• Navigating Pumping at Work: Finding a suitable space and time for pumping during your workday can be challenging. Communicate with your employer and colleagues about your needs, explore dedicated lactation rooms or private areas, and establish a routine to ensure regular pumping sessions. Remember, many workplaces are supportive of breastfeeding mothers and provide accommodations to help them continue breastfeeding.

  • Peer Pressure and Expectations: Society often places expectations on mothers to effortlessly manage their careers and family life. This external pressure can intensify the feeling of depression and self-doubt and make it harder to feel confident about your choices. Remember that every mother’s journey is unique, and it’s essential to set realistic expectations for yourself based on your own circumstances and values.

Check out my recommendations for the best wearable breast pumps (including the pump I recommend for working moms) and the best smart breast pumps. Plus my post Breastfeeding vs Exclusive Pumping: Which is Right for You? may help you feel more confident about decision-making when considering pumping breast milk for your baby.

Strategies to Ease the Transition

1. Open Communication

Talk openly with your employer and colleagues about your concerns and needs. It’s important to set realistic expectations for yourself as both a parent and an employee. Building a supportive work environment can make a significant difference.

Discuss your work schedule if you feel the need for flexibility to balance your new role as a mom and maintain your mental health. Your employer may offer solutions and accommodations that can help ease your transition back into the workforce.

2. Keep Your Priorities in Check

As a new mom, it’s normal to feel tired and have mixed emotions about going back to work after maternity leave. Focus on spending quality time with your baby while also managing work commitments effectively. This might require reevaluating your daily routine or organizing your work schedule to accommodate your new role as a mother.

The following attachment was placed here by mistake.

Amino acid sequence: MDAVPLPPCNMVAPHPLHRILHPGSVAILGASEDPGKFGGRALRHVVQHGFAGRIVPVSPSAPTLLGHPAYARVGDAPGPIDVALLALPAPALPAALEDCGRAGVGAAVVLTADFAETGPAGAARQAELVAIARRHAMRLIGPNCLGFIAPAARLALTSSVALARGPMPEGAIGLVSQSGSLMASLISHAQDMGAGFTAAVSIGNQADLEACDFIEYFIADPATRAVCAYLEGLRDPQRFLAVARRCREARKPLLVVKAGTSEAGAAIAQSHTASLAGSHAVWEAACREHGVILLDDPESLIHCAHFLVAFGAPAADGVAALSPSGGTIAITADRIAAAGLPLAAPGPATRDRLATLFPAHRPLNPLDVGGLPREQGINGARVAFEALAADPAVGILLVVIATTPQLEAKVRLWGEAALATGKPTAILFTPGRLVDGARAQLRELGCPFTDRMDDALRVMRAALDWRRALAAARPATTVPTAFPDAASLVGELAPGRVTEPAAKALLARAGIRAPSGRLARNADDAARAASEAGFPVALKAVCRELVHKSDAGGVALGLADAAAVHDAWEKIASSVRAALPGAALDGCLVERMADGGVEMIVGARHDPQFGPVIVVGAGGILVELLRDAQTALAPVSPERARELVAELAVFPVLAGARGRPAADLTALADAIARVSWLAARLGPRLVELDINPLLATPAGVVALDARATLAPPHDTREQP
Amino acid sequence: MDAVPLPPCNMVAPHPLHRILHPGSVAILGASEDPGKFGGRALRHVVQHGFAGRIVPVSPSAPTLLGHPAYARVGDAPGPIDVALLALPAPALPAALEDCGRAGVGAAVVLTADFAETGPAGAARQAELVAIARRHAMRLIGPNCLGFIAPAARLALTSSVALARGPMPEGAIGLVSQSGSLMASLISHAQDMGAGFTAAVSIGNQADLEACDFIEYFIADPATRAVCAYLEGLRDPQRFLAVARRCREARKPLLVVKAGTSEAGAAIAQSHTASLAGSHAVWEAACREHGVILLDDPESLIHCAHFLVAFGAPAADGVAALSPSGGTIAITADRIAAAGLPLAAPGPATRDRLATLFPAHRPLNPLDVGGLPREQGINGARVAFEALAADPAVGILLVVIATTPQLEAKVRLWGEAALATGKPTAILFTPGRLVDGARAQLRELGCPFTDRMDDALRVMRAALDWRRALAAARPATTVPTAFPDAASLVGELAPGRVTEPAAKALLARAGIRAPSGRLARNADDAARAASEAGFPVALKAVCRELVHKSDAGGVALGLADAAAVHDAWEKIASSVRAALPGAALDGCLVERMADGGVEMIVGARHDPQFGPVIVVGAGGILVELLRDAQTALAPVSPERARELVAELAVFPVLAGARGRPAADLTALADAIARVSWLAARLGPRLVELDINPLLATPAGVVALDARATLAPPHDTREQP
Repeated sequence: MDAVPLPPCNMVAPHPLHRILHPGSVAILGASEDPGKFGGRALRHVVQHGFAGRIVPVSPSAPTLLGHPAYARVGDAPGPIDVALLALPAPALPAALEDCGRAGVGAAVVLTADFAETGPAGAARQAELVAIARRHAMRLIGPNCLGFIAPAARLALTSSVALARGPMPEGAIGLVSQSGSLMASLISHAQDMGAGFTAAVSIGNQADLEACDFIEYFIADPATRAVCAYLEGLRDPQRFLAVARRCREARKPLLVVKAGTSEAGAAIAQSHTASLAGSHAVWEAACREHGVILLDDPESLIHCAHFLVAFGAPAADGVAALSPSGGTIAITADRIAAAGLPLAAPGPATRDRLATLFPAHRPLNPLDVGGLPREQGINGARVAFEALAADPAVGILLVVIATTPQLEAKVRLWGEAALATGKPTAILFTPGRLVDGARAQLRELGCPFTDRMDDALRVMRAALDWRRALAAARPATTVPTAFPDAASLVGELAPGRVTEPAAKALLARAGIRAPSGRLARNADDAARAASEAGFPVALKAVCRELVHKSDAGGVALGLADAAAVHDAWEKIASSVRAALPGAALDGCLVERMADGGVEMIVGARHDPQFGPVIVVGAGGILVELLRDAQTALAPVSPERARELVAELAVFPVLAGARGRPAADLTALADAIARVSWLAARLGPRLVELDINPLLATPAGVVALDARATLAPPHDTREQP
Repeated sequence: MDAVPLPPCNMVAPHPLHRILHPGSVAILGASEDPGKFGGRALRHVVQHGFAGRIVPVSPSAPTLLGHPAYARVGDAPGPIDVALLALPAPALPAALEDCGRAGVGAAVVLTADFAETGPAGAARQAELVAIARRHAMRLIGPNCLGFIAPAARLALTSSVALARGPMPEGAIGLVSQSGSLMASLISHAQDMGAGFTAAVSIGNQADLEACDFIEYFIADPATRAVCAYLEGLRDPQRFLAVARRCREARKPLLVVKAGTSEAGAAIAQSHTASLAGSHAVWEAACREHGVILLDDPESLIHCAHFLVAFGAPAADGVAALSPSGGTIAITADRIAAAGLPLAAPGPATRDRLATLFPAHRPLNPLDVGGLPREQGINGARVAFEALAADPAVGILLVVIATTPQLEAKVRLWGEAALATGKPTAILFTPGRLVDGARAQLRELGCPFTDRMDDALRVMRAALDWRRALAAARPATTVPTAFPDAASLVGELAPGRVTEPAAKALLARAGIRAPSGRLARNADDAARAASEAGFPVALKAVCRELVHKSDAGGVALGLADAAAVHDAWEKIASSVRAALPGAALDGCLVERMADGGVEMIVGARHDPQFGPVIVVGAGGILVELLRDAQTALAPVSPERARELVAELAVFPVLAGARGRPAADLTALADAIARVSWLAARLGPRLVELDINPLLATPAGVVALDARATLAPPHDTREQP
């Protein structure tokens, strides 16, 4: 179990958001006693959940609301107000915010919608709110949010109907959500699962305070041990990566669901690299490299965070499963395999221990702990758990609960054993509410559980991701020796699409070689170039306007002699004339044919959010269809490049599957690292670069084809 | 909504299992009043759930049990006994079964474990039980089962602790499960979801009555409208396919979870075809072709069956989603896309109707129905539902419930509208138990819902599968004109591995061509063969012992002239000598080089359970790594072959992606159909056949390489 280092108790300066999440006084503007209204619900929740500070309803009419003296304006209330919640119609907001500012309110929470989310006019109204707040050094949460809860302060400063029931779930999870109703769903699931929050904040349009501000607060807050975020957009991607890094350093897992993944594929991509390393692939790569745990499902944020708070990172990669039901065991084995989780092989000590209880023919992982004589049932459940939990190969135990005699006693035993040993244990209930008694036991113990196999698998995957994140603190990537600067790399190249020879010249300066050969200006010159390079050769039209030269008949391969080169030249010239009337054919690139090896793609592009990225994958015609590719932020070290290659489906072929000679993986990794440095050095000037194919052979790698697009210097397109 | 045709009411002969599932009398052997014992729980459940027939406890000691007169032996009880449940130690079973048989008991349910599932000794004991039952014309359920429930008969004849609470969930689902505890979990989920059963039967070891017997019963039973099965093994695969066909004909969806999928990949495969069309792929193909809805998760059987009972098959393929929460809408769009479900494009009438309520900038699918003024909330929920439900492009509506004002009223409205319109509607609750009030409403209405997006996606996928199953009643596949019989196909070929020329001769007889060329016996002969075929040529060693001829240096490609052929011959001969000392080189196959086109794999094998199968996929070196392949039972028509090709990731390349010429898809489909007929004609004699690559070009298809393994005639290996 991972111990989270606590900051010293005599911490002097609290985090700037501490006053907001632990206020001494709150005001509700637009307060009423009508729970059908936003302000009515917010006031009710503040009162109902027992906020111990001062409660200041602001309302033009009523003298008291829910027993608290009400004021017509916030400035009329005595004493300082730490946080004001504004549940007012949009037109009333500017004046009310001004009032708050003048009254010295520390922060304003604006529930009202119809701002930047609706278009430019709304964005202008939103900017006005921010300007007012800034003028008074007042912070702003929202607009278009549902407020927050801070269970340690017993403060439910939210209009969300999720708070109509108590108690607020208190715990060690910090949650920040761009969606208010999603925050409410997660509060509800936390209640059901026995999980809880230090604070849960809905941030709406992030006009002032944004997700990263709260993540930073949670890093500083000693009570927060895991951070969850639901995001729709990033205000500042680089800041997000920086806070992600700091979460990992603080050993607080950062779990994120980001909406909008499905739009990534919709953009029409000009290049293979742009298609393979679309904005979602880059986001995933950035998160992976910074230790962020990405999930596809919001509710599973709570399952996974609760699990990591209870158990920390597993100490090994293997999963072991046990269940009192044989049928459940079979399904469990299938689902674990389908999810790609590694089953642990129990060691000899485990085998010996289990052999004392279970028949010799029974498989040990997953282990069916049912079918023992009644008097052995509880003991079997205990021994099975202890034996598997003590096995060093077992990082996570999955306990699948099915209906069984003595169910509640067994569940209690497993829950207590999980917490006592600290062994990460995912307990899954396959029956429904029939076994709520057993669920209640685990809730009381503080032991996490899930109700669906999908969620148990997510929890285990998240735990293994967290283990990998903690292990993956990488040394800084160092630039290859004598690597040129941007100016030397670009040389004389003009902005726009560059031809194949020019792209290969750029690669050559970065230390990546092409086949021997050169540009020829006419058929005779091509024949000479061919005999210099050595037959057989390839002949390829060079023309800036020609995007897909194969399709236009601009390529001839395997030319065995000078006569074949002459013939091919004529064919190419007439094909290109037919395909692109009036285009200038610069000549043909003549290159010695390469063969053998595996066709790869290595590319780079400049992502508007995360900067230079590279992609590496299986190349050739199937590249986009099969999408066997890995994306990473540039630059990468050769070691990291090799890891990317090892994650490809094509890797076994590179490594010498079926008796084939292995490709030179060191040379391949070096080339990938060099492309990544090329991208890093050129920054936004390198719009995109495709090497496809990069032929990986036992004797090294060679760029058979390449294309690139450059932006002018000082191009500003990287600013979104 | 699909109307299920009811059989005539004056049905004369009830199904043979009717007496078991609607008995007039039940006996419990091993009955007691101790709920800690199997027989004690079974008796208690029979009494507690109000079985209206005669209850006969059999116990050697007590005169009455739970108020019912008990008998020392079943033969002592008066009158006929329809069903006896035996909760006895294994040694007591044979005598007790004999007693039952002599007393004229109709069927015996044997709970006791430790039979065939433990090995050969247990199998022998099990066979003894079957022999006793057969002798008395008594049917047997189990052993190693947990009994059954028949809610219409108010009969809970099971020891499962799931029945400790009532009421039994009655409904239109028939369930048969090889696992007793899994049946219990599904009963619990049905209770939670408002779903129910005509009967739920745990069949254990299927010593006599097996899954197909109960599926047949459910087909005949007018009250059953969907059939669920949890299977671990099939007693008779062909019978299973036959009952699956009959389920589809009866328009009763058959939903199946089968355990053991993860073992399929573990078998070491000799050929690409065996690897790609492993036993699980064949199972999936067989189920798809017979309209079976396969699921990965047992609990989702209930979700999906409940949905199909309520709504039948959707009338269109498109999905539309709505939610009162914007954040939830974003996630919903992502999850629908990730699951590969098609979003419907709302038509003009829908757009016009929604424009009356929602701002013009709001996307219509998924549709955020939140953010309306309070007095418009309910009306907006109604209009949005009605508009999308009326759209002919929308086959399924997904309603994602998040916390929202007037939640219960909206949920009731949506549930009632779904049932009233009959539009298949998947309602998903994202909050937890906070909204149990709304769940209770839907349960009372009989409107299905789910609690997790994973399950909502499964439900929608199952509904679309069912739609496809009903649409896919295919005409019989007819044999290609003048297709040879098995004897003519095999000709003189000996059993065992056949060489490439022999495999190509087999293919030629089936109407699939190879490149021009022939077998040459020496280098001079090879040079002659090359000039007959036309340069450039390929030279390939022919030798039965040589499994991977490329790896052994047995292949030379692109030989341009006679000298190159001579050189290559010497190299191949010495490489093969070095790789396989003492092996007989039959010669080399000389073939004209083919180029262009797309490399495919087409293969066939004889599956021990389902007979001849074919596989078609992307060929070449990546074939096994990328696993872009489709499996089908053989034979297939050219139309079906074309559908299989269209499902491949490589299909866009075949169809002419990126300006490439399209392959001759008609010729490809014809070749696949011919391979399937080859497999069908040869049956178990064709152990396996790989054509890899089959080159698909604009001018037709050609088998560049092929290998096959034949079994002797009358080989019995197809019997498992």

One suggestion may be to delegate some household chores or share them with your partner. This will help you reduce stress and free up more time to be with your baby.

Additionally, consider being proactive and prepare things ahead of time like prepping bags for daycare and work or setting up a clear work-hour schedule, so you can manage both life without feeling guilty or overwhelmed.

3. Seek Support from Other Moms

Connect with other moms who have experienced similar challenges. Joining support groups or reaching out to fellow working moms during lunch breaks can provide valuable insights and a sense of solidarity. Share your experiences and emotions with those who have been in your shoes and can offer valuable insight or advice.

You may find local working mom’ groups, online forums, or social media groups where you can connect with like-minded working parents too.

4. Rely on Your Family

Your family plays a crucial role in providing emotional support during your transition back to work after maternity leave. Keep them involved, share your concerns, and don’t hesitate to ask for help when you need it. Your partner, parents, and even close friends can offer assistance, such as taking care of the baby, running errands, or simply lending an ear to listen.

By leaning on your support network, you can make your return to work smoother and less stressful, while maintaining your mental well-being.

5. Start Preparing Early

During the last few weeks of your leave, begin to anticipate what your new life as a working parent will look like. While you may be sleep deprived and dealing with a lot of adjustments, it’s essential to plan ahead.

Consider involving family members or close friends who can provide support, especially during the first few weeks back at your new schedule of work.

6. Establish a New Routine

Your time during maternity leave has been focused on bonding with your baby and establishing their routine. As you return to work, you’ll need to create a new routine that incorporates your work and personal life.